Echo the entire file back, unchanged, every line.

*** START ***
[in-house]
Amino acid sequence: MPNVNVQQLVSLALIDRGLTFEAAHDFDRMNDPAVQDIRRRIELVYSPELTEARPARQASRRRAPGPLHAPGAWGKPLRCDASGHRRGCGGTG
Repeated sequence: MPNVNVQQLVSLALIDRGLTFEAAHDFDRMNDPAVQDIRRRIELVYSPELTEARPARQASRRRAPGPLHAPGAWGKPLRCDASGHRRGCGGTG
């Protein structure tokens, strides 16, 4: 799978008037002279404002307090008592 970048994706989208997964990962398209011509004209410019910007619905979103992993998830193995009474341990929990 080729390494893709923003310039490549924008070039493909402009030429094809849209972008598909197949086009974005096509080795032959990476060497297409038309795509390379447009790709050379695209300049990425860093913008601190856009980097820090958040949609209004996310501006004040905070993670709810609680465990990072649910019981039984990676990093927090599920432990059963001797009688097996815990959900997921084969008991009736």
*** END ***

[in-house]
Amino acid sequence: MPNVNVQQLVSLALIDRGLTFEAAHDFDRMNDPAVQDIRRRIELVYSPELTEARPARQASRRRAPGPLHAPGAWGKPLRCDASGHRRGCGGTG
Repeated sequence: MPNVNVQQLVSLALIDRGLTFEAAHDFDRMNDPAVQDIRRRIELVYSPELTEARPARQASRRRAPGPLHAPGAWGKPLRCDASGHRRGCGGTG
């Protein structure tokens, strides 16, 4: 799978008037002279404002307090008592 970048994706989208997964990962398209011509004209410019910007619905979103992993998830193995009474341990929990 080729390494893709923003310039490549924008070039493909402009030429094809849209972008598909197949086009974005096509080795032959990476060497297409038309795509390379447009790709050379695209300049990425860093913008601190856009980097820090958040949609209004996310501006004040905070993670709810609680465990990072649910019981039984990676990093927090599920432990059963001797009688097996815990959900997921084969008991009736």